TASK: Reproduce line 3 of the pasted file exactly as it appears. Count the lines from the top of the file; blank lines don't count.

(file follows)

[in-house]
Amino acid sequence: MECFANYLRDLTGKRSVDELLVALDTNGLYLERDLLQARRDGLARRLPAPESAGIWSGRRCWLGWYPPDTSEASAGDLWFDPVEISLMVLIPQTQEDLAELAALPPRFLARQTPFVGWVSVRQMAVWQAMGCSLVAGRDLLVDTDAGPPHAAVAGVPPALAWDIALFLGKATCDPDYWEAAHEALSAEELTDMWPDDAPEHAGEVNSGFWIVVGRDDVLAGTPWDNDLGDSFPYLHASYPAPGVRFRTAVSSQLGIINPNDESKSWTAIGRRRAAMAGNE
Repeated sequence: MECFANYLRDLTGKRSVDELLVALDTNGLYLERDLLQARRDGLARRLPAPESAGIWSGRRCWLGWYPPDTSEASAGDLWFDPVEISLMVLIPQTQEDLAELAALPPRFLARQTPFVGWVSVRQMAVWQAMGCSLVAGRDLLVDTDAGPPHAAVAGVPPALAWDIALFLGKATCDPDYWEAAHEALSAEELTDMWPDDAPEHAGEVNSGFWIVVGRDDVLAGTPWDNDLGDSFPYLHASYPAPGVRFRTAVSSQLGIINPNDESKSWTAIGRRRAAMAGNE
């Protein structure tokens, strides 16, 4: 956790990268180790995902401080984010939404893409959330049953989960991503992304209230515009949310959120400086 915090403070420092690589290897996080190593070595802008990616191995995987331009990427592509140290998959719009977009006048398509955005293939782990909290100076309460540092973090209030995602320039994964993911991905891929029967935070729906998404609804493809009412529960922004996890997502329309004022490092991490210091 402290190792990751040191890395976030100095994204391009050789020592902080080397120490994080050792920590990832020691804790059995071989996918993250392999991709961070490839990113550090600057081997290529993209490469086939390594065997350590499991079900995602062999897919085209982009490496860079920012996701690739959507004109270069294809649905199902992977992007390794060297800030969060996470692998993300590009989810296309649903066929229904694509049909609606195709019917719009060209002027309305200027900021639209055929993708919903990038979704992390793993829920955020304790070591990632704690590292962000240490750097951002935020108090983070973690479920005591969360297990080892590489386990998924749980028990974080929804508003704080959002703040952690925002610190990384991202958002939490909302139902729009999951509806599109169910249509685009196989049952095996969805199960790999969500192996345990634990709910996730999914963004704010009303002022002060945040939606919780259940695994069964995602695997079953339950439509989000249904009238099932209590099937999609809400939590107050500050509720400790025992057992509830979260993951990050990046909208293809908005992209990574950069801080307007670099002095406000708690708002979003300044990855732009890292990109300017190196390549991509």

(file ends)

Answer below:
Repeated sequence: MECFANYLRDLTGKRSVDELLVALDTNGLYLERDLLQARRDGLARRLPAPESAGIWSGRRCWLGWYPPDTSEASAGDLWFDPVEISLMVLIPQTQEDLAELAALPPRFLARQTPFVGWVSVRQMAVWQAMGCSLVAGRDLLVDTDAGPPHAAVAGVPPALAWDIALFLGKATCDPDYWEAAHEALSAEELTDMWPDDAPEHAGEVNSGFWIVVGRDDVLAGTPWDNDLGDSFPYLHASYPAPGVRFRTAVSSQLGIINPNDESKSWTAIGRRRAAMAGNE